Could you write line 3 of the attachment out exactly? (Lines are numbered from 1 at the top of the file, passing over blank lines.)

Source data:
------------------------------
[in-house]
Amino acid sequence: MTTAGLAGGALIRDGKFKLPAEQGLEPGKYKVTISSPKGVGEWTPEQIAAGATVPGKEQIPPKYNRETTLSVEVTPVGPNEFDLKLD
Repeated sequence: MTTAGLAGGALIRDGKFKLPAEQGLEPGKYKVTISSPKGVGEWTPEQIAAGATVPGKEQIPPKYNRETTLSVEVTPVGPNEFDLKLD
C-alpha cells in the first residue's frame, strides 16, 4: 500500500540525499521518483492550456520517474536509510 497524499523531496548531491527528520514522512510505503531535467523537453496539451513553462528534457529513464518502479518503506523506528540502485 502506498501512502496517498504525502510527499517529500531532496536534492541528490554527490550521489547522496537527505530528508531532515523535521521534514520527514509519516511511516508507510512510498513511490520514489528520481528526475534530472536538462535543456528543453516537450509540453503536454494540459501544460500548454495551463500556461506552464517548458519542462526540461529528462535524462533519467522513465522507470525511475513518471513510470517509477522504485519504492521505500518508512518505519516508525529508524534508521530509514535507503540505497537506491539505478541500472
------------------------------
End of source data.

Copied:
Repeated sequence: MTTAGLAGGALIRDGKFKLPAEQGLEPGKYKVTISSPKGVGEWTPEQIAAGATVPGKEQIPPKYNRETTLSVEVTPVGPNEFDLKLD